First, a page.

Survival rates drop even lower if the tumor returns. Conventional therapies produce little benefit; only 8 to 15 percent of patients survive without tumor growth six months after treatment.
The UCLA team studied 82 patients who had undergone surgery and radiation therapy to remove glioblastoma. Half of the patients received infusions of Avastin every two weeks. All underwent monthly brain scans by magnetic resonance imaging (MRI) to monitor change.
The researchers analyzed the MRI scans of the patients whose tumors returned. Explaining what the team saw requires an understanding of how the tumor creates an independent blood supply.
Cancer cells secrete a growth factor called VEGF that spurs the growth of new blood vessels to supply the tumor with oxygen and nutrients. Avastin blocks VEGF, essentially starving the tumor to death.
This process launches a chain of events that is detectable by MRI. Oxygen-starved cells produce more VEGF, which causes blood vessels to leak fluids into the tumor and surrounding tissue. This results in swelling, which boosts water's ability to move freely in the tumor and brain tissue. As cells disintegrate, they no longer pose a physical barrier to water movement.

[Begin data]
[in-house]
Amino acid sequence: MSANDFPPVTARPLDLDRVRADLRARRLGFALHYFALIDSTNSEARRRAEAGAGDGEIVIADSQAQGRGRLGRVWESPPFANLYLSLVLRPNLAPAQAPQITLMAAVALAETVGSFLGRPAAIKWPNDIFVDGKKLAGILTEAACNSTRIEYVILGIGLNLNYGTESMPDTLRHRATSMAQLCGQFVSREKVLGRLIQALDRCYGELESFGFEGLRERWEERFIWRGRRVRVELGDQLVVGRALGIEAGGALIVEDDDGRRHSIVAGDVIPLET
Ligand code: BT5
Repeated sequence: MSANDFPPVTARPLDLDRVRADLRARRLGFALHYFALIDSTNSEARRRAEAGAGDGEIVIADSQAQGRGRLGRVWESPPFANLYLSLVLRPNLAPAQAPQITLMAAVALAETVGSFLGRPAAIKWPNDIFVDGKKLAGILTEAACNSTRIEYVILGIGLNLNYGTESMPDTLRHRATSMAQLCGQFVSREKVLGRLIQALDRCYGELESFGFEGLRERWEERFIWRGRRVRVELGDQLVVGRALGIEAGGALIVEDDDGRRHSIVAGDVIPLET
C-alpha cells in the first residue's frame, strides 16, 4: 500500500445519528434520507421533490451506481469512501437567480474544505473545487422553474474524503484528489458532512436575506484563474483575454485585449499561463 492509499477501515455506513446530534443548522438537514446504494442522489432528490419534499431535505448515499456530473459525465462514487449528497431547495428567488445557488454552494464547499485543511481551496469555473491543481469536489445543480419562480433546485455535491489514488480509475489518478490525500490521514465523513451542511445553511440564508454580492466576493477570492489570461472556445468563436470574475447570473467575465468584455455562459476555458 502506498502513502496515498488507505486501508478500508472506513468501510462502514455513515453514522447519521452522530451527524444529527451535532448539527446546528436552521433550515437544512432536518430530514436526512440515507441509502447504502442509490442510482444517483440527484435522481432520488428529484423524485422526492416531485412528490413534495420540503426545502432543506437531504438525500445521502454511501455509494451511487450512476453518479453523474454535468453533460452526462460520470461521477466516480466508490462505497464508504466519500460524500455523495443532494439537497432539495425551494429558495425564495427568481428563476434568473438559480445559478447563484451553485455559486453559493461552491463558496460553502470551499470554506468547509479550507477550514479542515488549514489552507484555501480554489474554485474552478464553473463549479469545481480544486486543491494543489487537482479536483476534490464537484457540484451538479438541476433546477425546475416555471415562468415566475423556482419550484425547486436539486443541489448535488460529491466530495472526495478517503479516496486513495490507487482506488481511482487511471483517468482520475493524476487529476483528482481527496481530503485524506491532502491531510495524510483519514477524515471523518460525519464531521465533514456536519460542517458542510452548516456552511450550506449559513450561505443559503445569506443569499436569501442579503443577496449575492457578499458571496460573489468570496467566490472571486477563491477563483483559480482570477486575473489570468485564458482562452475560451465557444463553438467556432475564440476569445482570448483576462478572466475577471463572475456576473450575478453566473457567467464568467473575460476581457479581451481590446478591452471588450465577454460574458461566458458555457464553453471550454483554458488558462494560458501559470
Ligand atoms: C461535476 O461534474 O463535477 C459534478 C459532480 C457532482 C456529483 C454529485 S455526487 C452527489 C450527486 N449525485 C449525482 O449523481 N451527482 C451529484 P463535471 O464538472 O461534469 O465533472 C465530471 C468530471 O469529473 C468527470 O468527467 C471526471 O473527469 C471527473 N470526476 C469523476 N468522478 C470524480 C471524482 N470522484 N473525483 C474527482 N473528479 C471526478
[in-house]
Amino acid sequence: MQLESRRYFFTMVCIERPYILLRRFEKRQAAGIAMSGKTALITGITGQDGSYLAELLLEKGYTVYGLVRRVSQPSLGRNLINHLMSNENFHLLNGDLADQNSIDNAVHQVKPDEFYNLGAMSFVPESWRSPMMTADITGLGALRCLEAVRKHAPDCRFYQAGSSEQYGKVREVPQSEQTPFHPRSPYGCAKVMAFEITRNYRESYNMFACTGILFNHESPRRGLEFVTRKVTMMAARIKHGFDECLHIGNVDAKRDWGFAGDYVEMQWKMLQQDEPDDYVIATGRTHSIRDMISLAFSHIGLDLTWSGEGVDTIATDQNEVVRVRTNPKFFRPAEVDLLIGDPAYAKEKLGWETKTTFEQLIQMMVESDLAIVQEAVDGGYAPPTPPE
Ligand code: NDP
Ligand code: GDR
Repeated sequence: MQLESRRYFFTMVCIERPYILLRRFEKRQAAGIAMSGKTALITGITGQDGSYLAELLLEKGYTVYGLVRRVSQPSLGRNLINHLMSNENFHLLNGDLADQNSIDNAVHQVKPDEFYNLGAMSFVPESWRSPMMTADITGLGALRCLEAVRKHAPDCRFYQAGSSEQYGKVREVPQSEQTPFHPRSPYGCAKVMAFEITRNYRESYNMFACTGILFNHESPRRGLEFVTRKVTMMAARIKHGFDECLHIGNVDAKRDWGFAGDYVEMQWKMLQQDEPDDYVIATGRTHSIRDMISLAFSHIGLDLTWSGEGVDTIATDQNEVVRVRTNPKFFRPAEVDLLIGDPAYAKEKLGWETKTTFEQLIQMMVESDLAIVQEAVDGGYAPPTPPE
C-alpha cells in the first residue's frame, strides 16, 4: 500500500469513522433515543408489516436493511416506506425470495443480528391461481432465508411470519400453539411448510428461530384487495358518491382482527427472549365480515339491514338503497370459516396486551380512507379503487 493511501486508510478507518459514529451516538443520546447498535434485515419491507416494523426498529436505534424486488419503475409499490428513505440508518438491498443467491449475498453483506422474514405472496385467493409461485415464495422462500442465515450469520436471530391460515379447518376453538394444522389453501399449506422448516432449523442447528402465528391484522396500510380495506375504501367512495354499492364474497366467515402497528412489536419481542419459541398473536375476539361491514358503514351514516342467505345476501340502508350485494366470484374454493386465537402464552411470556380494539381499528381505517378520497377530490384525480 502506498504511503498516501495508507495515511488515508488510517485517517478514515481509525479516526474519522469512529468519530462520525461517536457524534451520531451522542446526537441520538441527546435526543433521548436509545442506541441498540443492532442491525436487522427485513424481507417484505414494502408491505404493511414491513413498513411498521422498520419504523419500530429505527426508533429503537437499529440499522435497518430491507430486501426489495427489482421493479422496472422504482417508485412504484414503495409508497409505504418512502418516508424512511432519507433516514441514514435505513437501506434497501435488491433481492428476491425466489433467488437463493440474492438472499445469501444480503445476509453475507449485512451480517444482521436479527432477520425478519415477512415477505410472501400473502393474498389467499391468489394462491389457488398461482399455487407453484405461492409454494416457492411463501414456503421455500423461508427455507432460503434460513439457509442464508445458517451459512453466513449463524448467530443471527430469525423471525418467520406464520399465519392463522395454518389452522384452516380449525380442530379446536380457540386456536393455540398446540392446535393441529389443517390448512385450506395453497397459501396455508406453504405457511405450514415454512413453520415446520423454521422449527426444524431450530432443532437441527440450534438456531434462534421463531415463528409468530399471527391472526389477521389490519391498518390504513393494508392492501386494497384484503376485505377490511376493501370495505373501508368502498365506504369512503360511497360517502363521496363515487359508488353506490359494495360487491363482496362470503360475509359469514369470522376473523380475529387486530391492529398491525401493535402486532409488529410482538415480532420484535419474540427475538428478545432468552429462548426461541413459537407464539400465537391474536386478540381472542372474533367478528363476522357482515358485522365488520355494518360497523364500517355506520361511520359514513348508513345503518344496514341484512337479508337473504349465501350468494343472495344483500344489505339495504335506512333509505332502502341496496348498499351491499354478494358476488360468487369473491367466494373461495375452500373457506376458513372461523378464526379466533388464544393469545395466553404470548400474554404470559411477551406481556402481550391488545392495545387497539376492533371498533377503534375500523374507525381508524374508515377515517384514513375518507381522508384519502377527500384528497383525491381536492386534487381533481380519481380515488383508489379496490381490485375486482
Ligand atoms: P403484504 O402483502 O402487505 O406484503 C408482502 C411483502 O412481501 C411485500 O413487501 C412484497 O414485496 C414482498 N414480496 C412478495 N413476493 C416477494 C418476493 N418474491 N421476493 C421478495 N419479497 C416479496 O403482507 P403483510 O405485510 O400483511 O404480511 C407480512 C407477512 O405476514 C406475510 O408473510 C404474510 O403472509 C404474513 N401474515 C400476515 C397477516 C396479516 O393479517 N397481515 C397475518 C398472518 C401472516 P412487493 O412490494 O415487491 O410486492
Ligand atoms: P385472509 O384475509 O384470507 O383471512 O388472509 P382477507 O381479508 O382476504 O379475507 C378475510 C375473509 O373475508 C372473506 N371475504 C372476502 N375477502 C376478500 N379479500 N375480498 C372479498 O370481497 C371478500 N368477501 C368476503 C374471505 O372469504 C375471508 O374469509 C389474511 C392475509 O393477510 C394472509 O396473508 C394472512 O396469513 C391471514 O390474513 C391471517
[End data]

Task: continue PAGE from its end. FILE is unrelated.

"We theorized that tumors with more water motion would also have higher VEGF levels," explained Pope. "Because Avastin targets VEGF, it made sense that the drug would work better in tumors with high levels of the growth factor."
By measuring the amount of water motion within the tumor, the researchers were able to predict with 70 percent accuracy which patients' tumors would progress within six months and which would not. They detected grea
|Contact: Elaine Schmidt|
University of California - Los Angeles